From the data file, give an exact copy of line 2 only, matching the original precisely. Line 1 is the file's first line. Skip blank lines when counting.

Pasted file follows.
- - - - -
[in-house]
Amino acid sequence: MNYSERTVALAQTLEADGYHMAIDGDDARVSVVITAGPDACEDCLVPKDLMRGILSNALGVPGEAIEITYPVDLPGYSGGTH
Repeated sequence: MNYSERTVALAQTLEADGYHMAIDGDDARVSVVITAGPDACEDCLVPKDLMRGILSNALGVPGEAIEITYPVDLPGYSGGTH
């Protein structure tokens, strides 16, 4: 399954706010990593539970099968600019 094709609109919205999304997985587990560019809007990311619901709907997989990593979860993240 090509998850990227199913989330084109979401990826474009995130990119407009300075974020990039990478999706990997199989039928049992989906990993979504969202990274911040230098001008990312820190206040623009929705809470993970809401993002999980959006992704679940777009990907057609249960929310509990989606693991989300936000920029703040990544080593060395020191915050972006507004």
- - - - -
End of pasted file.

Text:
Amino acid sequence: MNYSERTVALAQTLEADGYHMAIDGDDARVSVVITAGPDACEDCLVPKDLMRGILSNALGVPGEAIEITYPVDLPGYSGGTH